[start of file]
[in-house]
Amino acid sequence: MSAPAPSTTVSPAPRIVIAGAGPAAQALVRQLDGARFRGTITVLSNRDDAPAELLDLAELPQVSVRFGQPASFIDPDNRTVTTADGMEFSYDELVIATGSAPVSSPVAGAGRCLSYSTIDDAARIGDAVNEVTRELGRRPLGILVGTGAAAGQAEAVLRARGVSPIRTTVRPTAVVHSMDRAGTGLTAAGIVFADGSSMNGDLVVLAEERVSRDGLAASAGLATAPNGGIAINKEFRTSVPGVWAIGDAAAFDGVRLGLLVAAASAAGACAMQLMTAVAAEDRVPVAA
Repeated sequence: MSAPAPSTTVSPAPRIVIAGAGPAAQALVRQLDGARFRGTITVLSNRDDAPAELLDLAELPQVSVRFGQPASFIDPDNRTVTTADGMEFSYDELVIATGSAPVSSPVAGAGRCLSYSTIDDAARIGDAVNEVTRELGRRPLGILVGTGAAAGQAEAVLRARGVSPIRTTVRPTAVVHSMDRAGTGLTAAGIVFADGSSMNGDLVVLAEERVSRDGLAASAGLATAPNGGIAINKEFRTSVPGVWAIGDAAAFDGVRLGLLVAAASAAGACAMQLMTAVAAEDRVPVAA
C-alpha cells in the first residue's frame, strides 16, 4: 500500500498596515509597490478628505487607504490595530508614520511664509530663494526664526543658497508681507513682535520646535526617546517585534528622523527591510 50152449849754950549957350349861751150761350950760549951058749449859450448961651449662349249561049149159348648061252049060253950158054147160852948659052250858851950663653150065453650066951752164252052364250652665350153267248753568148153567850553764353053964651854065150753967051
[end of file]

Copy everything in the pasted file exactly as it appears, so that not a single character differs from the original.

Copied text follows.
[in-house]
Amino acid sequence: MSAPAPSTTVSPAPRIVIAGAGPAAQALVRQLDGARFRGTITVLSNRDDAPAELLDLAELPQVSVRFGQPASFIDPDNRTVTTADGMEFSYDELVIATGSAPVSSPVAGAGRCLSYSTIDDAARIGDAVNEVTRELGRRPLGILVGTGAAAGQAEAVLRARGVSPIRTTVRPTAVVHSMDRAGTGLTAAGIVFADGSSMNGDLVVLAEERVSRDGLAASAGLATAPNGGIAINKEFRTSVPGVWAIGDAAAFDGVRLGLLVAAASAAGACAMQLMTAVAAEDRVPVAA
Repeated sequence: MSAPAPSTTVSPAPRIVIAGAGPAAQALVRQLDGARFRGTITVLSNRDDAPAELLDLAELPQVSVRFGQPASFIDPDNRTVTTADGMEFSYDELVIATGSAPVSSPVAGAGRCLSYSTIDDAARIGDAVNEVTRELGRRPLGILVGTGAAAGQAEAVLRARGVSPIRTTVRPTAVVHSMDRAGTGLTAAGIVFADGSSMNGDLVVLAEERVSRDGLAASAGLATAPNGGIAINKEFRTSVPGVWAIGDAAAFDGVRLGLLVAAASAAGACAMQLMTAVAAEDRVPVAA
C-alpha cells in the first residue's frame, strides 16, 4: 500500500498596515509597490478628505487607504490595530508614520511664509530663494526664526543658497508681507513682535520646535526617546517585534528622523527591510 50152449849754950549957350349861751150761350950760549951058749449859450448961651449662349249561049149159348648061252049060253950158054147160852948659052250858851950663653150065453650066951752164252052364250652665350153267248753568148153567850553764353053964651854065150753967051